However, something tells me that with Tyreke Evans back in the rotation, Thornton would definitely be a better fit playing beside him as a 2-guard.
18. DeMar DeRozan, Toronto Raptors
Stats: 17.2 PPG, 1.8 APG, 3.8 RPG
The Toronto Raptors are going down the exact same road they did with Vince Carter, who was drafted and known mainly for his ability to dunk.
Ta-da! DeMar DeRozan seems to be heading down that same path, but if you look a little closer he is simply a hard-working leader in Toronto who gets half the credit he deserves.
His general ability to take the reins of his team at such a young age speaks volumes to his maturity in and out of the locker room.
If the second half of last season is a telltale sign for DeRozan’s future, the Raptors have a lot to look forward to.
17. Greg Monroe, Detroit Pistons
Stats: 9.4 PPG, 7.5 RPG, 0.6 BPG
Greg Monroe was drafted to the Detroit Pistons at one of the worst moments in the franchise’s history. The “John Kuester” era was tearing the team a new one and the ridiculous decisions being made in his name put every player in a bad light.
Except for Greg Monroe.
Even throughout the nonsense placed in front of him, Monroe continued to shine as one of the most NBA-ready players in the 2010 NBA Draft.
This season with new coach, Lawrence Frank, and the possible retirement of Ben Wallace, Monroe will have a defining role on the floor and will be able to expose more of his talents in such a short season. He is underrated and able.
16. Kevin Love, Minnesota Timberwolves
Stats: 20.2 PPG, 15.2 RPG, 0.4 BPG
Teams are also pining over Kevin Love before he is even able to head to another team.
It is not just about Chris Paul and Dwight Howard. Love is a hot commodity and after a season full of double-doubles, he snagged the Most Improved Player Award.
The only thing that is a bit concerning about Love is his lack of defense. Other than that, for rosters searching for a huge offensive talent that can come up with huge boards, Love is the man.
The Minnesota power forward is the biggest part of a large scope of the Timberwolves’ future and losing him would be hard to recover from.
15. Stephen Curry, Golden State Warriors
Stats: 18.6 PPG, 5.8 APG, 3.9 RPG
Stephen Curry and Monta Ellis seemed like it may have been a tumultuous match when Ellis showed a clear disdain for the newly drafted Curry just a couple of seasons ago.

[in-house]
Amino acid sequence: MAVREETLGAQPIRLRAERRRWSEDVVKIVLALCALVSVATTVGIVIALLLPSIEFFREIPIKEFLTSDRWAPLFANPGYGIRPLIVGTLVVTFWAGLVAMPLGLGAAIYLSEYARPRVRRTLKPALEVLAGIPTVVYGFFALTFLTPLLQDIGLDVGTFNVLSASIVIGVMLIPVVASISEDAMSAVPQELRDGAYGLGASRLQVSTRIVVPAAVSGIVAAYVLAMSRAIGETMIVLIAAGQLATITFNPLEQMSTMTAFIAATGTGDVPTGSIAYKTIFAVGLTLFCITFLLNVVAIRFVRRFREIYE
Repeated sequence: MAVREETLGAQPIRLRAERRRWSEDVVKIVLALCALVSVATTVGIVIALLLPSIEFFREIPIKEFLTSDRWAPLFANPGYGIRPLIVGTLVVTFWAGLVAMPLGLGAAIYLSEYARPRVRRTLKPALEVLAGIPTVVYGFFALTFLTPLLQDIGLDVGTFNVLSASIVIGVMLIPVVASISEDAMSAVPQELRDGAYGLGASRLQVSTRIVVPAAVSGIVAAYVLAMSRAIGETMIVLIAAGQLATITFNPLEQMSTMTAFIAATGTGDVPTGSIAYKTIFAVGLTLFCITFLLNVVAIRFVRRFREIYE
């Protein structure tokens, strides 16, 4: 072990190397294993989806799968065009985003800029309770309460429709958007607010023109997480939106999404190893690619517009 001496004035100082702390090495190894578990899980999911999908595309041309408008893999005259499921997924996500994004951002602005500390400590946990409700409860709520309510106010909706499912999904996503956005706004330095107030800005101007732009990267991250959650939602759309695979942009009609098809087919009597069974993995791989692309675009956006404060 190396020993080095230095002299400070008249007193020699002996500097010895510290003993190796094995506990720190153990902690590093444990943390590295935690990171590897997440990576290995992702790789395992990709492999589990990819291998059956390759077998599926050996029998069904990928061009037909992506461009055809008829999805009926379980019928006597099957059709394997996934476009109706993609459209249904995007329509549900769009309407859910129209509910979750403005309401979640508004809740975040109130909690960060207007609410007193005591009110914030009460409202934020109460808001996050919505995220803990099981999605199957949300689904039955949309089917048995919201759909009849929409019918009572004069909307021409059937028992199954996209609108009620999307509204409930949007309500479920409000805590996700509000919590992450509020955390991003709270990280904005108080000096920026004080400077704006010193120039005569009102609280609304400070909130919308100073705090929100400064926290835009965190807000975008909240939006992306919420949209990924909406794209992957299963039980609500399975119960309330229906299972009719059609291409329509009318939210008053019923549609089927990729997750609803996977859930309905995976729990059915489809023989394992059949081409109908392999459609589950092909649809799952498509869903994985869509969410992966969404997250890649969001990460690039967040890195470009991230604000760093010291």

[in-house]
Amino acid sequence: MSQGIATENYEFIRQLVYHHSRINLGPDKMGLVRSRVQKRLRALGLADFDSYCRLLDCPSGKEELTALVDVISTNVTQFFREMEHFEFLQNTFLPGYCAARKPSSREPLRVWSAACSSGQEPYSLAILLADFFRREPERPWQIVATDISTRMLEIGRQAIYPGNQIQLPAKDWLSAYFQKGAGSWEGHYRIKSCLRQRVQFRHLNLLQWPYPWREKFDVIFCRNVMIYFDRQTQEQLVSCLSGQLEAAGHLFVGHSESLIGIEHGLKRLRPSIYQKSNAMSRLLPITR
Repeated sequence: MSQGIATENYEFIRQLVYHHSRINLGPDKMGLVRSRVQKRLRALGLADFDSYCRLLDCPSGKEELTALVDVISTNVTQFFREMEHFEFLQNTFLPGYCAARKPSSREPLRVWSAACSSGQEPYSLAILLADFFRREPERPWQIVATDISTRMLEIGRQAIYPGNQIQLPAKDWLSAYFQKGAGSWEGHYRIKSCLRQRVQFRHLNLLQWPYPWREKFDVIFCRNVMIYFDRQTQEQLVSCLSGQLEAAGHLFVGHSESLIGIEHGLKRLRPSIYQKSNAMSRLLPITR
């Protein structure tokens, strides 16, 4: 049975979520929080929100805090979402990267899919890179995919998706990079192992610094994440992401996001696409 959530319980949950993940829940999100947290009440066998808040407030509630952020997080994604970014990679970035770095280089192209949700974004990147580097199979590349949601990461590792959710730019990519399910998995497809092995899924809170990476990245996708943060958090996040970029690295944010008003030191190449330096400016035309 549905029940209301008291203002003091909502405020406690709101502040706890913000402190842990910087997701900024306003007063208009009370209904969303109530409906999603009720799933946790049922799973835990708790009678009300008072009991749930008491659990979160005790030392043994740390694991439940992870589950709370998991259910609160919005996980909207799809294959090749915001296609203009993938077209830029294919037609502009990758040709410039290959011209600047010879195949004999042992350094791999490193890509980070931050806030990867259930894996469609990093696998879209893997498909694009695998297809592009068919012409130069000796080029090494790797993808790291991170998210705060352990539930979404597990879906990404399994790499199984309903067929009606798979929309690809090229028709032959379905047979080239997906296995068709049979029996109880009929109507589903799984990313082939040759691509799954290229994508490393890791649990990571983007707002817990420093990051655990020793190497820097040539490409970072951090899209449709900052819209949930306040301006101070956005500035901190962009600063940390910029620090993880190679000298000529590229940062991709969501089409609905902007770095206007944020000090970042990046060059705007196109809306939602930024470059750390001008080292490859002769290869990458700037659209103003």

Now, the point guard has begun to shift his game to what fits the needs of the Golden State team and is more comfortable facilitating, rather than finding a home on the perimeter.
With Ellis playing beside him, he has found a happy medium and the backcourt is one of the highest scoring in the league.
14. Josh Smith, Atlanta Hawks
Stats: 16.5 PPG, 8.5 RPG, 1.6 BPG
Josh Smith’s temper sometimes distracts fans from his true talent on the floor. His most powerful attribute, however, would have to be that he is the most vocal person on the Atlanta squad.
Al Horford may be the conceivable leader on the team, but Smith is definitely the man you look to in order to inspire the Hawks when they need some sort of boost.
He is on the chopping block in Atlanta, it seems, as the franchise is rumored to be shopping the power forward for a more lucrative piece to Atlanta’s playoff chase.
There are a variety of players they could bring in with a trade involving Smith, but they would lose the most aggressive player they have on the squad.
13. Tyreke Evans, Sacramento Kings
Stats: 17.8 PPG, 5.6 APG, 4.8 RPG
The Sacramento Kings guard had the unfortunate destiny of being plagued with injury last season, therefore not being properly able to assist DeMarcus Cousins for the extent of 82 games.
If Tyreke Evans returns in ideal shape alongside Cousins and Thornton, the sky is the limit as far as what Sacramento is able to achieve.
The Kings are a young and developing team and Evans is the core entity that will determine how far they go in 2011. After his rookie season, the hopes were high for his future achievements.
Do not expect him to let anyone down as the restored and shortened NBA season comes into play.
12. James Harden, Oklahoma City Thunder
Stats: 12.2 PPG, 2.1 APG, 3.1 RPG
It was interesting to see James Harden step the forefront, especially when it seemed as if Russell Westbrook was standing in his own way. He provided OKC with a lethal combination of passing and playmaking ability that provided crucial effort in the Thunder’s arrival in the Western Conference Finals.
Harden is extremely underrated for fans who solely view the statistics to see how instrumental a player is to his organization. He plays at the guard position with an extremely high IQ.
While he is not as flashy as the more known guard stars in the league, he is an effective role player who shows those flashes of ultraviolet substance every now and then.